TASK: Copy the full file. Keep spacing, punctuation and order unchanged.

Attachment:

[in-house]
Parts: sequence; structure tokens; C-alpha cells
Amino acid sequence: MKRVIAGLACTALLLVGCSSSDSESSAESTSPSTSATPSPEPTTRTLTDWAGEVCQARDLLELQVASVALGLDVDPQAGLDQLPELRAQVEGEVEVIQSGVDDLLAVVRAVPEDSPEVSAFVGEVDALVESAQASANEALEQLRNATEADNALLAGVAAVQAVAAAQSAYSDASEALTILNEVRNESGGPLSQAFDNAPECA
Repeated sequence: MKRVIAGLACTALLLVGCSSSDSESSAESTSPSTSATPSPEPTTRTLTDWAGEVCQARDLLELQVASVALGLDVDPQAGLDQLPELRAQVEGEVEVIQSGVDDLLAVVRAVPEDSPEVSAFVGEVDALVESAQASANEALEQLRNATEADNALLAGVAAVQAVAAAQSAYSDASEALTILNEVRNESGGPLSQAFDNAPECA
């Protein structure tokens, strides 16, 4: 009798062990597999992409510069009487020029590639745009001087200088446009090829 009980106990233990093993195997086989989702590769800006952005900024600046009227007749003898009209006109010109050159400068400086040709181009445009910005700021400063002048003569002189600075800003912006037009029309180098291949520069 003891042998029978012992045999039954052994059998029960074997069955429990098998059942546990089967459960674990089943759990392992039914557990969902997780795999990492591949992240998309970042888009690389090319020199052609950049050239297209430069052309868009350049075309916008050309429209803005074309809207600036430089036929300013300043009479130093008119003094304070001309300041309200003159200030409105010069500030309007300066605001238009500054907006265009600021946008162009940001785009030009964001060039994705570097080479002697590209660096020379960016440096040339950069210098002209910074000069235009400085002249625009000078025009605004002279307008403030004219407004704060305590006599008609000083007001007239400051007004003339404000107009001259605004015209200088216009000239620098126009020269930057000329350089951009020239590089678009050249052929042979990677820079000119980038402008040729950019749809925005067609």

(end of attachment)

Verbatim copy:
[in-house]
Parts: sequence; structure tokens; C-alpha cells
Amino acid sequence: MKRVIAGLACTALLLVGCSSSDSESSAESTSPSTSATPSPEPTTRTLTDWAGEVCQARDLLELQVASVALGLDVDPQAGLDQLPELRAQVEGEVEVIQSGVDDLLAVVRAVPEDSPEVSAFVGEVDALVESAQASANEALEQLRNATEADNALLAGVAAVQAVAAAQSAYSDASEALTILNEVRNESGGPLSQAFDNAPECA
Repeated sequence: MKRVIAGLACTALLLVGCSSSDSESSAESTSPSTSATPSPEPTTRTLTDWAGEVCQARDLLELQVASVALGLDVDPQAGLDQLPELRAQVEGEVEVIQSGVDDLLAVVRAVPEDSPEVSAFVGEVDALVESAQASANEALEQLRNATEADNALLAGVAAVQAVAAAQSAYSDASEALTILNEVRNESGGPLSQAFDNAPECA
């Protein structure tokens, strides 16, 4: 009798062990597999992409510069009487020029590639745009001087200088446009090829 009980106990233990093993195997086989989702590769800006952005900024600046009227007749003898009209006109010109050159400068400086040709181009445009910005700021400063002048003569002189600075800003912006037009029309180098291949520069 003891042998029978012992045999039954052994059998029960074997069955429990098998059942546990089967459960674990089943759990392992039914557990969902997780795999990492591949992240998309970042888009690389090319020199052609950049050239297209430069052309868009350049075309916008050309429209803005074309809207600036430089036929300013300043009479130093008119003094304070001309300041309200003159200030409105010069500030309007300066605001238009500054907006265009600021946008162009940001785009030009964001060039994705570097080479002697590209660096020379960016440096040339950069210098002209910074000069235009400085002249625009000078025009605004002279307008403030004219407004704060305590006599008609000083007001007239400051007004003339404000107009001259605004015209200088216009000239620098126009020269930057000329350089951009020239590089678009050249052929042979990677820079000119980038402008040729950019749809925005067609």